Arthur Tooth & Sons

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1893 advertisement for Arthur Tooth & Sons

Arthur Tooth & Sons was an art gallery founded in London, England in 1842 by Charles Tooth (1788–1868).

Tooth established the gallery for his son, Arthur Tooth (1828–1900).[1] The gallery remained in the Tooth family until its closure in the 1970s after the death of Dudley Tooth (Charles' great-grandson). Arthur Tooth & Sons, while a relatively small business, established a major presence in the commercial art market from the 1870s onwards.[2][3] The Tooth gallery supplied industrial magnate Henry Clay Frick with works by Lawrence Alma-Tadema,[4] Jean-François Raffaëlli,[5] J. M. W. Turner,[6] Frits Thaulow,[7] Pascal Dagnan-Bouveret,[8]and Rembrandt.[3][9]

Initially, the gallery focused on paintings by 18th and 19th century British artists, but expanded in the 1880s to include contemporary paintings and the occasional works by Old Masters.[10] Rather than selling well-known artworks, Arthur Tooth & Sons concentrated on a steady stream of popular contemporary artists and commodity-like artworks.[11] Operating as a kind of patron or agent for these artists, Tooth commissioning works, which were also reproduced in photogravures.[12] The gallery's stock was selected on the notion that the "aura" of more established art would rub off on and validate newer products.[13] Arthur Tooth & Sons operated within a network of approximately thirty art dealers in the London area who were responsible for the establishment of a number of Victorian painters within the commercial art market.[14]

Arthur Tooth was particularly successful in the sale of photogravures of Pre-Raphaelite and other works and dominated the market in this field.[15][16] Reproductive prints have been called the "cash cow" of the Victorian Art Market, and proved lucrative to Arthur Tooth.[1]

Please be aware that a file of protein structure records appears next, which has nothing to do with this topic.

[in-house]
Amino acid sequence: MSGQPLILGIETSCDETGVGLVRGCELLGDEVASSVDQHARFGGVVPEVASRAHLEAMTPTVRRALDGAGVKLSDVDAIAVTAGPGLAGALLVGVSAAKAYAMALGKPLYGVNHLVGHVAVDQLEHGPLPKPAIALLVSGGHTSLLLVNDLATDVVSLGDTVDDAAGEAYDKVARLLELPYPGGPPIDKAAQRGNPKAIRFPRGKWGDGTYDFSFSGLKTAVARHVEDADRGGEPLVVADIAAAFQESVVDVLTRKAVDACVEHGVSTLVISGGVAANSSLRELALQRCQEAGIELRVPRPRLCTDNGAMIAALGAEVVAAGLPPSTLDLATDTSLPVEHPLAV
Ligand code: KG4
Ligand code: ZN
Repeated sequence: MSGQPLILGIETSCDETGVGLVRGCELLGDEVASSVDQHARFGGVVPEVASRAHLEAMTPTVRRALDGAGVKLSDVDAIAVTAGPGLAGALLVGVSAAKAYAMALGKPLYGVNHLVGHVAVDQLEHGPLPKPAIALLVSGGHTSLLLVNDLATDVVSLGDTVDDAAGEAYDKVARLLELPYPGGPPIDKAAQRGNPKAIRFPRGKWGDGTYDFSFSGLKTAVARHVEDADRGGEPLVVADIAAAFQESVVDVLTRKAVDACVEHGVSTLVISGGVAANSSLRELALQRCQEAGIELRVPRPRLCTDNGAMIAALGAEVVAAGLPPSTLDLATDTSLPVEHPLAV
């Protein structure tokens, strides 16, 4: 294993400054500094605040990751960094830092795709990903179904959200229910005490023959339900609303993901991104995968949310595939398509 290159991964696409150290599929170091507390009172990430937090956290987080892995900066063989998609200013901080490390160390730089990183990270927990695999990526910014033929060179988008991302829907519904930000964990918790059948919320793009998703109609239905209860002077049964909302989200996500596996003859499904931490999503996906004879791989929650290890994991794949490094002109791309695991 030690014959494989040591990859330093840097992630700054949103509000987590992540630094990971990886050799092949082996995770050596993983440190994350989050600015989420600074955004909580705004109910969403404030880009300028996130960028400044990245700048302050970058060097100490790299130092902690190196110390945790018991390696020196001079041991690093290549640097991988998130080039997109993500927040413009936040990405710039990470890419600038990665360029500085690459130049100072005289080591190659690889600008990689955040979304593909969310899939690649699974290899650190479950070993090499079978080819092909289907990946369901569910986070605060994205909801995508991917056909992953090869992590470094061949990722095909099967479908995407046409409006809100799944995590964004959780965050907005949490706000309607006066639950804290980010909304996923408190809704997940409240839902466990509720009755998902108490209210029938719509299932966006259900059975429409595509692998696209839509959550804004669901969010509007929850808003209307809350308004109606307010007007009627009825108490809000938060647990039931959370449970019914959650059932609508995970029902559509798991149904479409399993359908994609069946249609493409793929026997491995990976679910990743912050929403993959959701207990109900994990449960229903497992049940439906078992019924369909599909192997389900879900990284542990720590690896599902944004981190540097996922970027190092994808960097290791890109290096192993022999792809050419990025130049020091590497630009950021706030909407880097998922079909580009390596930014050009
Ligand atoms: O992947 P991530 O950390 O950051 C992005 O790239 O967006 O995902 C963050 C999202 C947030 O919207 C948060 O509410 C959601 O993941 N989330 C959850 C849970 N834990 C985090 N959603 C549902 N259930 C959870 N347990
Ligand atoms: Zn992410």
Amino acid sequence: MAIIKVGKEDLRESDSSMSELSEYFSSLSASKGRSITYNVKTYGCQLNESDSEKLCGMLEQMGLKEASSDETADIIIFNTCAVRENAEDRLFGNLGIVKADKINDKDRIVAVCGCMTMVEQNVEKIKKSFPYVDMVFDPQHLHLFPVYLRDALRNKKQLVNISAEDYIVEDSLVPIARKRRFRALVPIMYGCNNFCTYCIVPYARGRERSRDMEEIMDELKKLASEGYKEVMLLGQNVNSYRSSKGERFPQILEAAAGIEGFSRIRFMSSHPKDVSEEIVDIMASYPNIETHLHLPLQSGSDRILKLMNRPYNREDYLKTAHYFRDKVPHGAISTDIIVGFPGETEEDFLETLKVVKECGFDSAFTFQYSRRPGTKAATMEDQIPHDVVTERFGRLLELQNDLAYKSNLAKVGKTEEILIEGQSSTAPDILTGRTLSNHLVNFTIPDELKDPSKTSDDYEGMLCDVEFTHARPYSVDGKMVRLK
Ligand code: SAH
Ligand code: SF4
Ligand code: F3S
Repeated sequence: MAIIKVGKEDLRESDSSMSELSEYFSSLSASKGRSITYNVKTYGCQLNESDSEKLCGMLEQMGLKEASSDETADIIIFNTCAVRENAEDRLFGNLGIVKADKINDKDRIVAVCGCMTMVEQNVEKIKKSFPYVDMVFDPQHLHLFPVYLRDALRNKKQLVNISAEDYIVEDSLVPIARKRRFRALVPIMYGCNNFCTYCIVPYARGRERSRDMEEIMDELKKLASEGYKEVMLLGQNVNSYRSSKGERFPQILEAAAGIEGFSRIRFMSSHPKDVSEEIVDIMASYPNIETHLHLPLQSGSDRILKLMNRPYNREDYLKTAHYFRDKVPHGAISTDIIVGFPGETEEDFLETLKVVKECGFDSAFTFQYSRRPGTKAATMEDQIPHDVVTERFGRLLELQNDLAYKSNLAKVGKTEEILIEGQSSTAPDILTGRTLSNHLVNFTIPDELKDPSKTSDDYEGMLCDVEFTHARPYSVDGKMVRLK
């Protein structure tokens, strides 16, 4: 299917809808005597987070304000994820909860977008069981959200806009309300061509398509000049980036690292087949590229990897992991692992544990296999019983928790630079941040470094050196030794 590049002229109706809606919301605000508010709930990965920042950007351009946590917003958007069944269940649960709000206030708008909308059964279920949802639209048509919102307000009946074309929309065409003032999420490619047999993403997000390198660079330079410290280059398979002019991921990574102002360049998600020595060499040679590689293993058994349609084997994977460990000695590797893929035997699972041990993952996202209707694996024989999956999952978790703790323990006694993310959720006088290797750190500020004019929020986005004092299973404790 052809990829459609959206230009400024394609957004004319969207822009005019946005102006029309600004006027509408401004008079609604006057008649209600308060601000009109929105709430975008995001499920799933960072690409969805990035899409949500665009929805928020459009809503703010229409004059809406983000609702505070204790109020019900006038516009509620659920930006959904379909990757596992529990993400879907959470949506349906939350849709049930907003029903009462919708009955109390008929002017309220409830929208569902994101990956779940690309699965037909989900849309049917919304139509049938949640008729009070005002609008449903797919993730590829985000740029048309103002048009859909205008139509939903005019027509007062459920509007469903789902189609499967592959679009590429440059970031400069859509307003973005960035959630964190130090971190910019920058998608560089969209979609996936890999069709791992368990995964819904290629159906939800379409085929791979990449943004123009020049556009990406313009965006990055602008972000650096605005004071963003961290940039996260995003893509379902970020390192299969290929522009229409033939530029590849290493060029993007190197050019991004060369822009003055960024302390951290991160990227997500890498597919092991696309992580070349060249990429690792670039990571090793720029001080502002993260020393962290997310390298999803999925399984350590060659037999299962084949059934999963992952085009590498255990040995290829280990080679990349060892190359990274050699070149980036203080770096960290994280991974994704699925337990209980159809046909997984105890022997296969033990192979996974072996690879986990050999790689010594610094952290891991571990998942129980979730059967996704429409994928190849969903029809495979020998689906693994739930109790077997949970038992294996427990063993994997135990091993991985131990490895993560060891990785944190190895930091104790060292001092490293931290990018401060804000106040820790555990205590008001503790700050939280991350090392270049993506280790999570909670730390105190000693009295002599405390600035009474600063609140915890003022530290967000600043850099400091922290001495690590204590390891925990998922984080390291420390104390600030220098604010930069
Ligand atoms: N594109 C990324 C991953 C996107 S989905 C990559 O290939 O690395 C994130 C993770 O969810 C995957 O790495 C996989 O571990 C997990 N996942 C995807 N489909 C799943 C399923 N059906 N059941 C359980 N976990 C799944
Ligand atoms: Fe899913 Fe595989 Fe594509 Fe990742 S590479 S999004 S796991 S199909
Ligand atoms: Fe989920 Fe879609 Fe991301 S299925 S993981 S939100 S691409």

The 19th century saw an increased number of middlemen operating between artists and consumers in the art market.[17] Arthur Tooth & Sons' business model can be seen as typical of these new firms. In the early 20th century, Arthur Tooth & Sons held branches in London, New York and Paris.[1] The firm followed emerging strategies to ensure reputability, such as establishing international branches and naming galleries after individual dealers.[18] The New York subsidiary branch closed in 1924. [19]

In the mid 1920s, Dudley Tooth (1896–1972) took up leadership of Arthur Tooth & Sons and rebranded the gallery, expanding within the pool of contemporary artists and further promoting artists by regularly hosting a solo show of each artist’s work every two and a half years.[20]

The gallery closed in the mid 1970s.[citation needed]

References[edit]

  1. ^ a b c "Arthur Tooth: A London Art Dealer in the Spotlight, 1870–71". 19thc-artworldwide.org. Spring 2010. 
  2. ^ Bayer and Page, 2011, p.113.
  3. ^ a b "Finding Aid for the Henry Clay Frick Papers, Series I: Art Files, 1881–1925, undated". USA: The Frick. Retrieved 13 August 2015. 
  4. ^ Tooth & Sons, Arthur (August 30, 1897). "Letter from Arthur Tooth to Henry Clay Frick, 30 August 1897" (Letter). Letter to Henry Clay Frick. 
  5. ^ Tooth & Sons, Arthur (May 12, 1899). "Raffaëlli, Jean François, 1850-1924, "La Toilette"" (Letter). Letter to Henry Clay Frick. 
  6. ^ Tooth & Sons, Arthur (July 1, 1899). "Memorandum from Arthur Tooth & Sons, July 1898" (Letter). Letter to Henry Clay Frick. 
  7. ^ Simon, Edmond (September 12, 1899). "Transcription of a letter from Edmond Simon to Henry Clay Frick, 12 September 1899" (Letter). Letter to Henry Clay Frick. 
  8. ^ Simon, Edmond (September 14, 1897). "Letter from Edmond Simon to Henry Clay Frick, 14 September 1897" (Letter). Letter to Henry Clay Frick. 
  9. ^ Tooth & Sons, Arthur (October 7, 1899). "Rembrandt Harmenszoon van Rijn, 1606-1669 (follower of), "A Young Painter"" (Letter). Letter to Henry Clay Frick. 
  10. ^ "Inventory of the Arthur Tooth & Sons stock inventories and accounts, 1871–1959 Case – Online Archive of California". www.oac.cdlib.org. 
  11. ^ Bayer and Page, 2011, p.113.
  12. ^ Verhoogt, 2007, p.496
  13. ^ Bayer and Page, 2011, p.114.
  14. ^ Bayer and Page, 2011, p.117.
  15. ^ Verhoogt, 2007, p.122
  16. ^ Verhoogt, 2007, 447
  17. ^ Bayer and Page, 2011, p.116.
  18. ^ Helmreich, 2011, p.68
  19. ^ Bibliographical/Historical Note, Arthur Tooth & Sons stock inventories and accounts, 1871-1959[1], The Getty Research Institute.
  20. ^ MacGilp, 2011, p.199

Bibliography[edit]

Further reading[edit]

  • Glew, Adrian (ed.), Stanley Spencer: Letters and Writing, London, UK, Tate Publishing, 2001.
  • Weisberg, Gabriel, Collecting in the Gilded Age: Art Patronage in Pittsburgh, 1890–1910, Pittsburgh, PA, Frick Art and Historical Centre, 1997.

Coordinates: 51°30′30″N 0°07′53″W / 51.5084°N 0.1315°W / 51.5084; -0.1315